- its trains don't have drivers - it is the only Underground line never to emerge above ground - it is the line with the highest proportion of interchanges (all stations bar one are connecting with something or other) - it was originally going to be called the Walvic Line - it is ridiculously, relentlessly, hot
This last point is the most obvious to the seasoned traveller and one-off visitor alike. During the summer a journey on a Victoria Line train, whether crowded or empty, is like stepping inside a mobile stove. Air quality is appalling. Air conditioning is non-existent. It's downright horrible at times. But even in winter the temperature is unseasonably high. In fact, I have never not left a Victoria Line train, regardless of the time of year, sweating and desperate for air.
The trains haven't been replaced since the line opened in 1968. Given their age the carriages' infrastructure is holding up well, but the decor is woefully uncomfortable. If you choose one of the inward facing pews, as opposed to the segmented seats, you invariably end up bouncing around like you're sitting on a trampoline, especially when your train hits top speed.
Which will happen often, given the line was designed to rush passengers as quickly as possible from the outskirts to the centre of the city. Hence the way it only takes six stations to get from one side of Zone 1 to the other.
All of these gripes might very well disappear when the 43 1967 vintage trains are replaced with a new fleet in 2009. In its day, however, the Victoria Line was a marvel: the first automatic (i.e. non-driven) railway in the world and much needed relief for the Piccadilly Line in carrying people from NE to SW London.
Top of the line is Walthamstow Central.
It all looks very impressive on the outside, as befits an entrance done up in 2006; inside, however, it seems bits of the station haven't been, well, finished. At all. The platform ceilings are still unpainted from when the place opened to the public on 1st September 1968. Worse is the fact there is no standby escalator to cope when the other two break down (a symptom all too common in Victoria Line stations north of King's Cross).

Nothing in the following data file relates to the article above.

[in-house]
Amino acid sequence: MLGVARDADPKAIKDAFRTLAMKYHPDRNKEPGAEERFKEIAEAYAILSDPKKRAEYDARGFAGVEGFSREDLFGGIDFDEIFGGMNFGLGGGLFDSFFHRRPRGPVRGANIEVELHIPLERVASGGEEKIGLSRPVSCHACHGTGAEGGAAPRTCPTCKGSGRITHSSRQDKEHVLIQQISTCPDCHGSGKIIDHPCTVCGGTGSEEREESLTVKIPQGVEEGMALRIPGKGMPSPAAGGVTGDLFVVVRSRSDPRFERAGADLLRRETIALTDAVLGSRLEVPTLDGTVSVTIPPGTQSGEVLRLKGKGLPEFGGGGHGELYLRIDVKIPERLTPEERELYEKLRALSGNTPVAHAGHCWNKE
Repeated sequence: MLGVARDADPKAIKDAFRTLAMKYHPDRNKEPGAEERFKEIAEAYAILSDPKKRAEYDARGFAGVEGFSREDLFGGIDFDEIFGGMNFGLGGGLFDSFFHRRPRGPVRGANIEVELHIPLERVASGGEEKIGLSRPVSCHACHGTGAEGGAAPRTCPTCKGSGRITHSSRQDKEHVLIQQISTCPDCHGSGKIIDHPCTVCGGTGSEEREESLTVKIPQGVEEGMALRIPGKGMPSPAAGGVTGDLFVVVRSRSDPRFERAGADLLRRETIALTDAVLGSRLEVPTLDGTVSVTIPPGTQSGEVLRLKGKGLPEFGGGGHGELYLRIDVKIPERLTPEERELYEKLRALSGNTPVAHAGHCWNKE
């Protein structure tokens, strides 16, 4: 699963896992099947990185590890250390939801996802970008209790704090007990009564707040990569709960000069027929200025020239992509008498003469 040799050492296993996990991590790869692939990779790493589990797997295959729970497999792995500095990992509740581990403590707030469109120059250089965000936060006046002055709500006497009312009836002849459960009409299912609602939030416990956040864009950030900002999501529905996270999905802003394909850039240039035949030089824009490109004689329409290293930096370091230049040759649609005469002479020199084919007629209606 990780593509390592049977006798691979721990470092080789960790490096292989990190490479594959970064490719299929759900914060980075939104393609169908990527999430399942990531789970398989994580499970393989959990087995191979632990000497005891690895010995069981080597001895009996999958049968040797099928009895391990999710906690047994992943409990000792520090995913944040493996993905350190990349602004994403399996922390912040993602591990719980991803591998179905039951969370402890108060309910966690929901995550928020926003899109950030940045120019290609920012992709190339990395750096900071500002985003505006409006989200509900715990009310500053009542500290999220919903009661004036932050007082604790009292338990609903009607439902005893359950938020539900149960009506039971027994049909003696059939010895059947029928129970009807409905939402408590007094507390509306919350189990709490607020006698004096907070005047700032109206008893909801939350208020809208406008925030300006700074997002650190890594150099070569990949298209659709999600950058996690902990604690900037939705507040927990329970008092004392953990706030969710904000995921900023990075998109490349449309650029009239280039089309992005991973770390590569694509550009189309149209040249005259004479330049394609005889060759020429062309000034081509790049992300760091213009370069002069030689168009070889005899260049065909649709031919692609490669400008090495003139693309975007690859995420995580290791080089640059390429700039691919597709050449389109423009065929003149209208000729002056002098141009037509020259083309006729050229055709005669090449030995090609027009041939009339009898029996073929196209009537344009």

It's quite a cavernous place, though, as befits a terminus, and as usual there's the exciting dilemma facing the passenger of choosing the right platform from which a southbound train will leave first. Chances are you'll climb on one, then sit motionless for 10 minutes.
The top four northern-most Victoria Line stations all opened for business simultaneously. Blackhorse Road is blessed with a less than spectacular entrance:
but a rather striking visualisation of, well, its name:
Tottenham Hale mainline station was renamed from simply Tottenham when the Underground interchange arrived. I like the giant blue box.
Seven Sisters, meanwhile, was named after a septet of elms reportedly planted in the 1300s, and has the most ethnically diverse postcode in the European Union.
The ensuing section of the line is the longest between sequential stations in deep level tunnels on the whole network. The frazzled passenger ultimately emerges blinking into the grim lights of...
Finsbury Park. This station is a menace. Aside from the sensible alignment of Victoria and Piccadilly Line services (you change from one to the other by simply walking onto an adjacent platform), everything else about Finsbury Park is designed to hinder rather than help the traveller.
There are no escalators or lifts to reach the platforms; instead there's an endless, pitiless winding tunnel, along which punters ebb and flow, being buffeted, barged, jostled and, more often than not, robbed. It's very easy to get carried along with the tide of people and miss the turning onto your platform completely.
Moreover there are no ticket barriers at the station whatsoever. People surge in and out of Finsbury Park with no attempt at regulation or authorisation. Then there are the bolted-on exits to the mainline station, which itself is a conundrum of platforms, by virtue of having passed through numerous conflicting owners since opening in 1861. Finally there's not one but two sprawling bus stations outside.
It's not a place you'd want to linger long, but woe betide if you happen to get caught in a mob of people surging one way or the other. If you don't have your wits about you, you'll never end up where you want to go.